Well, maybe he’ll do better once he’s home, they all said.

Except I haven’t done better at home.  I’m the first to admit I haven’t made any progress whatsoever since I left rehab.  At first, I dutifully went to the low vision clinic in JP, but I refused to go once they pushed me to do anything outside of the VA.  I’ve been to the psychiatrist there once, but missed my last two appointments.

I pull the bottle of Lexapro off the shelf.  I shake it—it’s about half full.  I remove the cap and place it carefully on the sink so it doesn’t end up flying into the toilet bowl.  I shake one pill into the palm of my left hand.  Then I hesitate.

These pills don’t help.  I should just dump them down the toilet—on purpose this time.  I can’t figure out why I’m taking them other than it makes my mother happy.  I’m on the maximum dose now.  It does nothing.

I sigh and toss the pill in my mouth.  I turn on the sink, let some cold water run into my hand, and throw that down my throat to help me swallow it.  Taking the pills keeps my mother off my back, at least.

I head downstairs to get some breakfast.  I don’t use my cane inside the house, so I have to walk slowly and carefully. My parents’ house is small and I know it really well.  I keep my hand on the wall intermittently when I walk, and the dim shadows I can see are enough to ensure I probably won’t walk into a wall. Probably.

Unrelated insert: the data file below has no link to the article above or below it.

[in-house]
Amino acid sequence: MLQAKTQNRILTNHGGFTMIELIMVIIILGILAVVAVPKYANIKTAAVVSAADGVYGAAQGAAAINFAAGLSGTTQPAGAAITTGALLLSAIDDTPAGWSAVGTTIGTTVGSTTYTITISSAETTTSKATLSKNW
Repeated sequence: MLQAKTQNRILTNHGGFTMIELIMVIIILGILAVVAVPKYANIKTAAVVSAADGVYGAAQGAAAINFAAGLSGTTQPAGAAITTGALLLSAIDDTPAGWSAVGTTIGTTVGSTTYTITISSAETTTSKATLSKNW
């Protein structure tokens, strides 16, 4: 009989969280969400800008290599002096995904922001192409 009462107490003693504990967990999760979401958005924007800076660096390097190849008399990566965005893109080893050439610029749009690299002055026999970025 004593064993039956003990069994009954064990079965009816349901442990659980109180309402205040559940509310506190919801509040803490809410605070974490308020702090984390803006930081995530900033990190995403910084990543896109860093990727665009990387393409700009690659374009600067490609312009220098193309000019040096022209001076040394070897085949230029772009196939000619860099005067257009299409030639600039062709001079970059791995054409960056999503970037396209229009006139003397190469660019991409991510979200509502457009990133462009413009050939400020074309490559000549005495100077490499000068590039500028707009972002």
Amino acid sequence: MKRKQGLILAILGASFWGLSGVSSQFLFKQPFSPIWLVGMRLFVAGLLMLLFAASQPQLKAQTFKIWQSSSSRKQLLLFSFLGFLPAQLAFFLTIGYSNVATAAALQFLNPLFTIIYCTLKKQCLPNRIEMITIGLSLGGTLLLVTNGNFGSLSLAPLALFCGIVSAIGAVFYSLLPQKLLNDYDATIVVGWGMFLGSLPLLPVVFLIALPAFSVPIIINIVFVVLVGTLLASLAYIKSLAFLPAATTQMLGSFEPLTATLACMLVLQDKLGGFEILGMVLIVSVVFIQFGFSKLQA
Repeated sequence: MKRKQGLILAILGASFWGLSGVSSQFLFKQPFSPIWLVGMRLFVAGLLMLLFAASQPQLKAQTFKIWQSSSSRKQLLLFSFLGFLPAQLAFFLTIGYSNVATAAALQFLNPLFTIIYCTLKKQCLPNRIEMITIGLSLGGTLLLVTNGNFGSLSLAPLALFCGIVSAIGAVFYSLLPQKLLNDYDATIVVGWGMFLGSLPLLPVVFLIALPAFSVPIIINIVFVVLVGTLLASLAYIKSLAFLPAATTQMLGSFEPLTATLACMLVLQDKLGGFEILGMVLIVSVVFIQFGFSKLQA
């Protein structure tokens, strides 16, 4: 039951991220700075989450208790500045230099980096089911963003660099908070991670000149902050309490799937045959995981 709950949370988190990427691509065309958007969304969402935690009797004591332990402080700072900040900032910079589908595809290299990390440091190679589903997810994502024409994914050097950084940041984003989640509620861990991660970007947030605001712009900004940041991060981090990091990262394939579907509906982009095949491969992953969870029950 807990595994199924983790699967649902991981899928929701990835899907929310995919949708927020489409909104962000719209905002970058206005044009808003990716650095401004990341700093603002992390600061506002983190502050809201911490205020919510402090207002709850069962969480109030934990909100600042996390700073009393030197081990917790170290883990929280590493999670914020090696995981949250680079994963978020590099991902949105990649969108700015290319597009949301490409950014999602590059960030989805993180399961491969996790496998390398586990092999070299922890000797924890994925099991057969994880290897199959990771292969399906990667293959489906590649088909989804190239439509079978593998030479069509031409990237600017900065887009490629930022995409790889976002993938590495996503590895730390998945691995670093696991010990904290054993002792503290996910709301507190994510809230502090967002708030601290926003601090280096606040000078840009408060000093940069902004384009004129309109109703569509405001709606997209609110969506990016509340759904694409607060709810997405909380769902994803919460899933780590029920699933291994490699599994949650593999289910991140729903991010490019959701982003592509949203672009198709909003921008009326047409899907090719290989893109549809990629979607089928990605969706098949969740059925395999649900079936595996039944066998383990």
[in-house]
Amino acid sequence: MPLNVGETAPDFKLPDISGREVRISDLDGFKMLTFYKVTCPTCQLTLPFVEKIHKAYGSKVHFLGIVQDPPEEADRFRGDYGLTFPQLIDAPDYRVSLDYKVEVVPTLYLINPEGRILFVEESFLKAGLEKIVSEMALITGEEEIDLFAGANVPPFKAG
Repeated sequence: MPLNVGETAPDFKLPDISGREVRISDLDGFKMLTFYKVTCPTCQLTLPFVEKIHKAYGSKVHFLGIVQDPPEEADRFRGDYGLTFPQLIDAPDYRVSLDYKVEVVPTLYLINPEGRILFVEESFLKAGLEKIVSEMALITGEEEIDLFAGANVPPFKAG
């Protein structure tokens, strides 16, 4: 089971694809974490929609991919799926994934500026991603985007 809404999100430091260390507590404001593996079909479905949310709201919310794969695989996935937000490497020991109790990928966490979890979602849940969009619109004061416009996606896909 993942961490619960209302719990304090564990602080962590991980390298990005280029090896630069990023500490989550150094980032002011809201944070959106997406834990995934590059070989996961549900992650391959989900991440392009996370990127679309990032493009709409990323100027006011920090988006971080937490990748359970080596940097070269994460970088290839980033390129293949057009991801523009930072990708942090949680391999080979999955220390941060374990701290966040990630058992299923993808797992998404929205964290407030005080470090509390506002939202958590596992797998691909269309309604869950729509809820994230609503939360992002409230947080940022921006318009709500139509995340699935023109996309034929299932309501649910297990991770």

There are twelve stairs to get from the second floor to the first floor of the house.  I have to count carefully as I walk down them, holding onto the railing.  Last week, I counted wrong somehow and ended up on the floor.  I couldn’t see it, but I was told I had a black eye for days.  If I were smart, I’d use my cane in the house, but I don’t want to.

When I get to the base of the stairs, the scent of eggs fills my nostrils, and I nearly gag.  Ever since that day in rehab, I can’t stand the smell of eggs.  I know I’ve told my mother that, but she’s making them anyway.  The smell is bad enough that I nearly go back upstairs.  But I barely ate dinner last night and my stomach is growling.  Better eat.